TOKYO (Reuters) - Real wages in Japan adjusted for inflation slipped for a sixth straight month in June, raising a red flag for the strength of domestic consumption ahead of a planned sales tax hike in October.
Real wages dropped 0.5% in June from a year earlier, labor ministry data showed on Tuesday, after a downwardly revised 1.3% annual decline in May.
Monthly wage data showed nominal total cash earnings in June increased 0.4%, climbing for the first time since last December after a revised 0.5% decline in May.
Regular pay, which accounts for the bulk of monthly wages, also rose for the first time since December, edging up 0.1%.
One-off special payments were up 0.9% in June from a year earlier, after dropping a revised 0.4% in May.
Overtime pay was 0.2% lower in June from a year earlier, falling again after growing a revised 0.9% in May.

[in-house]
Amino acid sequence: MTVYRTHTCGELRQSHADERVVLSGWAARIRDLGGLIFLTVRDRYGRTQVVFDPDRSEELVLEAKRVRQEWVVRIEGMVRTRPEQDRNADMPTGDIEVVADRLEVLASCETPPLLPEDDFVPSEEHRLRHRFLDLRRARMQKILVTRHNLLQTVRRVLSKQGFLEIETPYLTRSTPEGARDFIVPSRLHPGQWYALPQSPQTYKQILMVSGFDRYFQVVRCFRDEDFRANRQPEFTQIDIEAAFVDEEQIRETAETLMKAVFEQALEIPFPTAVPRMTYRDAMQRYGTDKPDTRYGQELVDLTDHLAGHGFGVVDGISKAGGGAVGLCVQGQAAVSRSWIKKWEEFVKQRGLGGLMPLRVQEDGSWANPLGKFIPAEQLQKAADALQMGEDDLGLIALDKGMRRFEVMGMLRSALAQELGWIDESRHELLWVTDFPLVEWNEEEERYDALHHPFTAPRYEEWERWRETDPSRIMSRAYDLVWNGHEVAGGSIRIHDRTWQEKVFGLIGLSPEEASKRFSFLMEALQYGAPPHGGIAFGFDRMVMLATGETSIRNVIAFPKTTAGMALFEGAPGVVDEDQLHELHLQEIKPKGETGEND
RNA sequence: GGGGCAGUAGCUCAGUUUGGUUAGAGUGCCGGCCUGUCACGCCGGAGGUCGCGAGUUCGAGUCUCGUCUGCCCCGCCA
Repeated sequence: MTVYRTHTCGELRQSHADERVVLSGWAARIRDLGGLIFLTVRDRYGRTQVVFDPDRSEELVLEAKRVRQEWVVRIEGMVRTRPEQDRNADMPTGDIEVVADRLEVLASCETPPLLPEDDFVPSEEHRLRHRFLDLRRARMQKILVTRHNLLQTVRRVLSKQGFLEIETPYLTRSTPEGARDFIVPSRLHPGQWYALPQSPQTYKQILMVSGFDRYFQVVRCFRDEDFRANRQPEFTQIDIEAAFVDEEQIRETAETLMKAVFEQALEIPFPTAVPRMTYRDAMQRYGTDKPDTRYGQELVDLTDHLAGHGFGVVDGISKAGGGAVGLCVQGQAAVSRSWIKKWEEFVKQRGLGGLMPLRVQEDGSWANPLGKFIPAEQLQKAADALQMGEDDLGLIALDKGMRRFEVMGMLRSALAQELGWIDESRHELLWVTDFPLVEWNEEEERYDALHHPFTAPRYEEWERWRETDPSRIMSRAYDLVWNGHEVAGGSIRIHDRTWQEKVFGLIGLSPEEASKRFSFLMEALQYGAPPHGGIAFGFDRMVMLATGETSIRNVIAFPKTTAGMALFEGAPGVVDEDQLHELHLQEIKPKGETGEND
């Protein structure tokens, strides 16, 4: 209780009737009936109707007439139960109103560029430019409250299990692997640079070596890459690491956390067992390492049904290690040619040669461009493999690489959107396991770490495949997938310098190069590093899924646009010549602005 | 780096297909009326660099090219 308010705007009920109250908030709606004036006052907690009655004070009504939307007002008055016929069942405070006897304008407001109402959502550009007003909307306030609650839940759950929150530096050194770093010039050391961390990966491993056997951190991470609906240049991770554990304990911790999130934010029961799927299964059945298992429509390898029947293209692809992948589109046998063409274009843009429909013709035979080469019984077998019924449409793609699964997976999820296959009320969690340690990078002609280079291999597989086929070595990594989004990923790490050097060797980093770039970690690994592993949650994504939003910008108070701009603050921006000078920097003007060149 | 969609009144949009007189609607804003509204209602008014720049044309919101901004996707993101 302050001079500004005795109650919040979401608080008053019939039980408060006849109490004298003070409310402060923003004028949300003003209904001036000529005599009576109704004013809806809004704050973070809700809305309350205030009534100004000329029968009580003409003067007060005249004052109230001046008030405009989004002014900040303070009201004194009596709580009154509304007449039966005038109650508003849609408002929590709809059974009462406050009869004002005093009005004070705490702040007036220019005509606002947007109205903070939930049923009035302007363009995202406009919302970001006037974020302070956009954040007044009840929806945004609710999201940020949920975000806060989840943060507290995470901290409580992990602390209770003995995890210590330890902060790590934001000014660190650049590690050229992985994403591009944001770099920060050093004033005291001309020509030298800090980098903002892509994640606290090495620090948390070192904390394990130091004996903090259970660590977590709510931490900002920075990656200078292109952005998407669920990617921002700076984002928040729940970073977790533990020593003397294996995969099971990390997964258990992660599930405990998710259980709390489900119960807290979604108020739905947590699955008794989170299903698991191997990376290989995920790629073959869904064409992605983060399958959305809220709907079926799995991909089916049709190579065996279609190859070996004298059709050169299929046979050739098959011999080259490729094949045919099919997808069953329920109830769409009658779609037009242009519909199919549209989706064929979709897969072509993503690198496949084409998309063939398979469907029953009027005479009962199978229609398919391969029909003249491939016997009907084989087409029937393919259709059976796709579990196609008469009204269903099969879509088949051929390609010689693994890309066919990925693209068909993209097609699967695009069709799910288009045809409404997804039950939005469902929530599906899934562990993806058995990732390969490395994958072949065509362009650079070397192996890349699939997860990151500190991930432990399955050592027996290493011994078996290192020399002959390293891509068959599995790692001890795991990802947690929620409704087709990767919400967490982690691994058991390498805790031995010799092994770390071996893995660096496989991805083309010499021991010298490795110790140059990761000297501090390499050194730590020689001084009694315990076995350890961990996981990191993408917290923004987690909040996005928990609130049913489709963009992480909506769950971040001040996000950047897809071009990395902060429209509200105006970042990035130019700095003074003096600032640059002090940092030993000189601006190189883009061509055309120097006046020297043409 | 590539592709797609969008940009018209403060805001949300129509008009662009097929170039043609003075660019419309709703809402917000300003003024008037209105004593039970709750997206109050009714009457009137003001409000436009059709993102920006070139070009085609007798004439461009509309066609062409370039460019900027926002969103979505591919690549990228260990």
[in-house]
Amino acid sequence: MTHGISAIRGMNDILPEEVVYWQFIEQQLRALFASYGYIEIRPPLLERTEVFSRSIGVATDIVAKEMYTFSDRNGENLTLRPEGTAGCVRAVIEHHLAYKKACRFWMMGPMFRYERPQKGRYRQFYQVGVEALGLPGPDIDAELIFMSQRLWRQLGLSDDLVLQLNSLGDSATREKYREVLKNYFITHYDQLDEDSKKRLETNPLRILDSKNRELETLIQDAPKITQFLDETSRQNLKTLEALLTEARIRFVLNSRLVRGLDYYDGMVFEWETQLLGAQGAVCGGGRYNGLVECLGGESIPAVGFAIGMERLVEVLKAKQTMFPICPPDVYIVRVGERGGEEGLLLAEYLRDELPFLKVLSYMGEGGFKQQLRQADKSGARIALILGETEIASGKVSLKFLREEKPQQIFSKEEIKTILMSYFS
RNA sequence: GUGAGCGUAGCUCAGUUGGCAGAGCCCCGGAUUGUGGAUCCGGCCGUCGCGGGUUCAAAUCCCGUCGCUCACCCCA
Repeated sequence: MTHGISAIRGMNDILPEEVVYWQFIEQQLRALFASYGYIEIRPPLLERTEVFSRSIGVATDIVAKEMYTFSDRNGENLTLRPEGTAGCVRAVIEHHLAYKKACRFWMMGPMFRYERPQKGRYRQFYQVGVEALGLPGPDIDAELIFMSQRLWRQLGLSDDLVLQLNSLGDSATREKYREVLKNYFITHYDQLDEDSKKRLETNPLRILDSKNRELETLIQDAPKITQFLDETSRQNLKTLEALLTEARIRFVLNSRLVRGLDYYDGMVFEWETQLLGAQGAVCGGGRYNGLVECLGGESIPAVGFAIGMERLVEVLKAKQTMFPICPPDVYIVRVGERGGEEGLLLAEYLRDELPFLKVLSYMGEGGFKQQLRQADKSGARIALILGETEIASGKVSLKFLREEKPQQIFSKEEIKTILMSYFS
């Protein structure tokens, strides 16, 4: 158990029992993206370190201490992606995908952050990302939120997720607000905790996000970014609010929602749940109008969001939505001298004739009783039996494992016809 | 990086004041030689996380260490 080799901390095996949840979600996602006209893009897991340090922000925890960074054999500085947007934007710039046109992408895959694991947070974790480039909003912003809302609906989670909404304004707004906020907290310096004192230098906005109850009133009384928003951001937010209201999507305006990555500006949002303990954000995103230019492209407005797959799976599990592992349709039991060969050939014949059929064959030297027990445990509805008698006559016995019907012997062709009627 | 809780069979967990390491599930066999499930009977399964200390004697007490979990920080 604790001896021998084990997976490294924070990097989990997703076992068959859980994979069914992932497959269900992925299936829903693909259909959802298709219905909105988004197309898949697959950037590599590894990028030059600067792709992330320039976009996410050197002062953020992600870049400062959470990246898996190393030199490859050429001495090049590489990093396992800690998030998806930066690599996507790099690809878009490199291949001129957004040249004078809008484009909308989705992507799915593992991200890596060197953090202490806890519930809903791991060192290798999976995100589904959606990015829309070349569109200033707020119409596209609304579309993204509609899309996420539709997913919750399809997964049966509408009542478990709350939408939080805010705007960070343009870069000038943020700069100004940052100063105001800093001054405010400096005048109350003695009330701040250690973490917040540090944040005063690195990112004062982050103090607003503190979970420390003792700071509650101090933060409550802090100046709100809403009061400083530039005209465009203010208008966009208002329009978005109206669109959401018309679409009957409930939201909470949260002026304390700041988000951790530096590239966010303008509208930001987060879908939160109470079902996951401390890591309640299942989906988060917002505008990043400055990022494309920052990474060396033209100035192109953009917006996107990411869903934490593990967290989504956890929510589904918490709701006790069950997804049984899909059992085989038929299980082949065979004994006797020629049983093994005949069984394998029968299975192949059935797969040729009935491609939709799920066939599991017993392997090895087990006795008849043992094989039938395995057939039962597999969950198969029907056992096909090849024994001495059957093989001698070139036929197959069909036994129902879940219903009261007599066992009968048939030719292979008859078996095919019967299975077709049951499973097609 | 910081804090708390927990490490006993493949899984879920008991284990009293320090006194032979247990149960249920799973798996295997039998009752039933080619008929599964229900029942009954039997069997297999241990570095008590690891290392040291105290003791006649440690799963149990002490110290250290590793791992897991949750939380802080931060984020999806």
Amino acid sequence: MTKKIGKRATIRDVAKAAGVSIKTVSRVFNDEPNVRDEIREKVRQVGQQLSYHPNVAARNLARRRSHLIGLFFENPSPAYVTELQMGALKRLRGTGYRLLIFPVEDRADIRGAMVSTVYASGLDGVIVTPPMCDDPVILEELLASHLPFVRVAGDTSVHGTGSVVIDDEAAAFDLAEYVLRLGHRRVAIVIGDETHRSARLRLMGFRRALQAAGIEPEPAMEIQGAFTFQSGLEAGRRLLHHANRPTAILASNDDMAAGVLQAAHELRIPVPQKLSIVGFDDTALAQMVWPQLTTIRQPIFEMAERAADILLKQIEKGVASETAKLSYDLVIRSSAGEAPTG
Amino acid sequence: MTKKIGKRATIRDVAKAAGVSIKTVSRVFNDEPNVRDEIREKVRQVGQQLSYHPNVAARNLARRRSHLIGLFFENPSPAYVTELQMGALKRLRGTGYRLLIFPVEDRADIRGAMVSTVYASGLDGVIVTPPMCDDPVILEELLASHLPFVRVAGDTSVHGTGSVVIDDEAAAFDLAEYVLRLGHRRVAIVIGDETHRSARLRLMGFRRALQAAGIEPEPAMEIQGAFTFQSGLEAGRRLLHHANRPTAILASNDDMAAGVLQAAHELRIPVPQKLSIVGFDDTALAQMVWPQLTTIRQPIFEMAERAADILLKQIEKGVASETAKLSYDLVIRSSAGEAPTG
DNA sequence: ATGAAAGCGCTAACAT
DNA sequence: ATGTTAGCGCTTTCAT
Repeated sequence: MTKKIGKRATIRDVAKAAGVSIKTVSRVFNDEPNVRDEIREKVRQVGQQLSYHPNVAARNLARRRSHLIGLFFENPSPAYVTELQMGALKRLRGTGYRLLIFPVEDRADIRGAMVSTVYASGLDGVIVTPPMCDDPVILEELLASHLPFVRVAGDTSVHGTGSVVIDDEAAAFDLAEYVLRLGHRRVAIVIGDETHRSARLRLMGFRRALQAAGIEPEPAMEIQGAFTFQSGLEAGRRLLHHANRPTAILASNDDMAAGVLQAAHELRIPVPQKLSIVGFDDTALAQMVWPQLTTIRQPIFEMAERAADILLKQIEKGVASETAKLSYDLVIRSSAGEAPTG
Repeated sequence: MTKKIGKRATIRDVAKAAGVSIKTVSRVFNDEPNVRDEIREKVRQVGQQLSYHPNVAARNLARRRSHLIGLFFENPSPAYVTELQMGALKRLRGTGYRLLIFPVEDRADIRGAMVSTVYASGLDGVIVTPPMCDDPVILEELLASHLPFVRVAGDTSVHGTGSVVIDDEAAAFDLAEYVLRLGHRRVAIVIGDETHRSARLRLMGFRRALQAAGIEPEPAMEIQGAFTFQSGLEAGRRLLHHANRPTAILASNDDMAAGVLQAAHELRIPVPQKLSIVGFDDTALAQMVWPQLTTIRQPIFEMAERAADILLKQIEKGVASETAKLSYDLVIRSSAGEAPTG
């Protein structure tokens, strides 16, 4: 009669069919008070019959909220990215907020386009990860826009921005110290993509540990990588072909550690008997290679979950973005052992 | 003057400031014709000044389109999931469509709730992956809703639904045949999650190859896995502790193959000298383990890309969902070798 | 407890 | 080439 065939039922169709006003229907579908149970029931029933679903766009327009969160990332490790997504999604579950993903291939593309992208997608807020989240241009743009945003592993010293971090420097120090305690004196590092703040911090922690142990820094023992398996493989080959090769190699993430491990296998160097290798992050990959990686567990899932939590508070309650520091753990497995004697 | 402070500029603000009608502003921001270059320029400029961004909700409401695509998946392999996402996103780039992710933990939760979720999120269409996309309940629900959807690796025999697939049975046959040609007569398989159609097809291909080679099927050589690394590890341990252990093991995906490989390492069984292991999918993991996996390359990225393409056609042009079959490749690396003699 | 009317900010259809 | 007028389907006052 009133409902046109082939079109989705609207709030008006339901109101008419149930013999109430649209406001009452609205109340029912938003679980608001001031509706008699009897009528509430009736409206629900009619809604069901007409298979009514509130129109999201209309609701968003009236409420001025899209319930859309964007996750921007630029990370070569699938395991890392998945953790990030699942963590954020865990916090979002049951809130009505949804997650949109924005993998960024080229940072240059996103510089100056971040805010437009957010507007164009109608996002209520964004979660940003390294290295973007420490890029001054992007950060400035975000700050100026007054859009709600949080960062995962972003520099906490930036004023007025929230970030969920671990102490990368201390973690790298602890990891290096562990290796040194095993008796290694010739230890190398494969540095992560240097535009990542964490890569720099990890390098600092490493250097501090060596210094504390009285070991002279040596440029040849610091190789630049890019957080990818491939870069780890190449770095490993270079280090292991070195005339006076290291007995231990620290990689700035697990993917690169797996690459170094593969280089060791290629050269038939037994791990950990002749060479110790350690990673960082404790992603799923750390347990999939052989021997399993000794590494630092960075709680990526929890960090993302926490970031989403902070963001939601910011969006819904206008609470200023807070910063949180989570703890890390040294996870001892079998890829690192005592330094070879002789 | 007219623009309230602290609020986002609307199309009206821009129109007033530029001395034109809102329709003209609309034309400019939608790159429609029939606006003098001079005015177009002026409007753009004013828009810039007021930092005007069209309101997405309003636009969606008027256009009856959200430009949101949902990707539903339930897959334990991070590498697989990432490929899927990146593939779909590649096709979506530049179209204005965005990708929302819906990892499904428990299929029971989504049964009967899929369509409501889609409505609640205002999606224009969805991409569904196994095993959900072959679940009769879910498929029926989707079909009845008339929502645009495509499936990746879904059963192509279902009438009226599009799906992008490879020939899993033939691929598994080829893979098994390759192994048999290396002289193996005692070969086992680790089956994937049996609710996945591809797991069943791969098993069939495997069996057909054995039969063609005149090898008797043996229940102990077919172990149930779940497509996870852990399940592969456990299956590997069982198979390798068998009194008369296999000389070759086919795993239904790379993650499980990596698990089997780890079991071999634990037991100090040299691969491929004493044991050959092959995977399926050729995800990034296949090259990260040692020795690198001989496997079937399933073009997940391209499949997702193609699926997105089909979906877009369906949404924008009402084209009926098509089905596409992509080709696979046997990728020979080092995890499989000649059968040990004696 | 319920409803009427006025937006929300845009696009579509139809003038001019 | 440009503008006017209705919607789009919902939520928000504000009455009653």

Revelations this year that labor ministry officials used faulty polling methods which forced revisions cast doubt on the accuracy of the ministry’s wage data from 2004 to 2017.
The error has made it harder to gauge the actual strength of wage growth.
Japan is scheduled to raise its sales tax to 10% from 8% in October. The last sales tax hike in April 2014 hit consumers hard and triggered a deep downturn.
Solid domestic consumption has partly offset the drag on the world’s third-largest economy from weak exports.
Reporting by Daniel Leussink; Editing by Kim Coghill
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